When someone comes up to you and says they’ll let you out of there, that they’ll allow you to return to your home where the finest medical facilites abound, it takes a particular fortitude to look them in the eye and say, “Not until it’s my turn.” Joe related what happened after Senator McCain refused the early release, denying the North Viet Namese the PR prize they wanted. One of the guards came back in to his cell and said “I think it’s going to be very hard on you, now, McCain.” The guard wasn’t lying.
John McCain understands the necessity and the terrible realities of war from a 1st-person perspective. His opponent does not and has only platitudes to offer. McCain has the courage to endure that which he must and to act in the face of emergencies even when it’s not popular with his own people. His opponent changes with the wind and then denys doing so. McCain can make the hard choices to do what’s right and proper thinking about all of us. His opponent can lay claim to no event showing his capacity in this regard.
John McCain is a proven leader with proven character. He’s a known quantity in terms of the leadership we need in the years to come. The top office in our country is not the place to flip a coin and hope the change works out.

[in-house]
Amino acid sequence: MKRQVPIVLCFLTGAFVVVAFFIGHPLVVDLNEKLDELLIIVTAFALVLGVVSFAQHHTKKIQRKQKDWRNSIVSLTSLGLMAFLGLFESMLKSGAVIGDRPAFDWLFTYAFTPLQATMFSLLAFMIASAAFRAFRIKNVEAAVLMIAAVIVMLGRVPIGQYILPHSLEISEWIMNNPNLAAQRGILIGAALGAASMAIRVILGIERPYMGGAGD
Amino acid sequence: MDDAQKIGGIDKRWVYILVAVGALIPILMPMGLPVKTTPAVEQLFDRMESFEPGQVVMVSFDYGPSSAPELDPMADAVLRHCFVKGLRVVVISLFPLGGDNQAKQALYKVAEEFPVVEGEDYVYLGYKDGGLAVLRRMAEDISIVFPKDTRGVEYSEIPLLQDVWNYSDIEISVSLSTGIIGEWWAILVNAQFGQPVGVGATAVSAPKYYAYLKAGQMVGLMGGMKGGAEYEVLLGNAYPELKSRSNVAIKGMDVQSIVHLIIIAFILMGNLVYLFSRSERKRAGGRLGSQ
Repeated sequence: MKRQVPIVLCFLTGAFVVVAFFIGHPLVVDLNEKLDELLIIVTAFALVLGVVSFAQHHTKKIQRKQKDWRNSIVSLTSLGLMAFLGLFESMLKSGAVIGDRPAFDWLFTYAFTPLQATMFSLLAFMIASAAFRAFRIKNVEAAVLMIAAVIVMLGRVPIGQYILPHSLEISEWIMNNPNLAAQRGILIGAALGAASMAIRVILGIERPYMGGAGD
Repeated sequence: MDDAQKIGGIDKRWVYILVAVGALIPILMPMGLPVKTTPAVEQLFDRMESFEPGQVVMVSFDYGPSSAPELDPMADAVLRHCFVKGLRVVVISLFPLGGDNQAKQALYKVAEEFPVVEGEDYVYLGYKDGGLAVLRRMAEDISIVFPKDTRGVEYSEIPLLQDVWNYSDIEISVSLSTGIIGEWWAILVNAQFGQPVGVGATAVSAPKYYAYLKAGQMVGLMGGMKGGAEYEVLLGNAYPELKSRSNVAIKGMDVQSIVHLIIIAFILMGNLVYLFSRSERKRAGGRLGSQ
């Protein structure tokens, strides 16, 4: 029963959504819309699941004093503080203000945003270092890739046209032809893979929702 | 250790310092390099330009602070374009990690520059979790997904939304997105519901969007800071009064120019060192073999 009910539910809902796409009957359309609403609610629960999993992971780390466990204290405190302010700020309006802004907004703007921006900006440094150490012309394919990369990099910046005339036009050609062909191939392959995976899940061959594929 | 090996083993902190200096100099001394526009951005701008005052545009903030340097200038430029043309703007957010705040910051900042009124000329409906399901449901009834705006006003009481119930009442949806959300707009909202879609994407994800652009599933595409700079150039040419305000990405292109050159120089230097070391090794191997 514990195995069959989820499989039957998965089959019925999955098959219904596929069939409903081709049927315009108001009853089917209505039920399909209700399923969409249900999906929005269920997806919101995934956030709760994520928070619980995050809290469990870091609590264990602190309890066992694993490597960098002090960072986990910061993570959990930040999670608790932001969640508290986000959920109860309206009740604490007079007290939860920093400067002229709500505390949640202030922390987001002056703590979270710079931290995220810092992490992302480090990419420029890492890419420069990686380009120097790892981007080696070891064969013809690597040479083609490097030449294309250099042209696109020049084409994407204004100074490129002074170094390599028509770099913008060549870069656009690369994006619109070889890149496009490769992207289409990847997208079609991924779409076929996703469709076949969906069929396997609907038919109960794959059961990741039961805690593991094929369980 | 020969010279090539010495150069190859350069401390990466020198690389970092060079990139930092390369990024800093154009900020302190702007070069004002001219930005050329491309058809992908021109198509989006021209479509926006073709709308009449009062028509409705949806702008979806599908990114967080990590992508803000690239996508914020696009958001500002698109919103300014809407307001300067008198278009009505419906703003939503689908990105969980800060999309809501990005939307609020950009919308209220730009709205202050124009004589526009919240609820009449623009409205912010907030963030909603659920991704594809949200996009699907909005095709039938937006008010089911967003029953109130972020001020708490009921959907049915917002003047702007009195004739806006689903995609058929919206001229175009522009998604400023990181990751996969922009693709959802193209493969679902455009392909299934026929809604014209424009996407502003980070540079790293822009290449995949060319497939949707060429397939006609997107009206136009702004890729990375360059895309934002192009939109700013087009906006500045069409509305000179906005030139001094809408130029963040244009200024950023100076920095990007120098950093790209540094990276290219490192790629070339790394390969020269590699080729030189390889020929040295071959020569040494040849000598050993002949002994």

Thank you, Joe McCain, for sharing your insights with us.
Joe McCain, John McCain’s brother, will speak at the Loudoun County Republican Committee this evening. I will attempt, yet again, to Twitter the event. The link to my Twitter site is over there on the right.
The Chairman of the Republican Party of Virginia, Jeff Frederick, is calling voter fraud a “widespread problem” and asking for the Governor and state Attorney General to investigate state-wide.
Jeff Frederick decried a “widespread problem across the commonwealth” after the arrests in Hampton on election fraud charges of three people last week. He urged Democratic Gov. Timothy M. Kaine and Republican Attorney General Bob McDonnell to begin a statewide investigation.
The three were arrested on felony charges, and Frederick noted that the arrests triggered investigations in several other localities, including Richmond, Newport News and Norfolk.
To those who say that “individual” voter fraud of this type doesn’t happen, I remind them that the arrests weren’t fictional or estimated. Still, I don’t know how much of a “widespread” problem this is. Chairman Frederick is going to need to offer more than he has to justify his assessment.
Looks like it was strong but no widespread damage.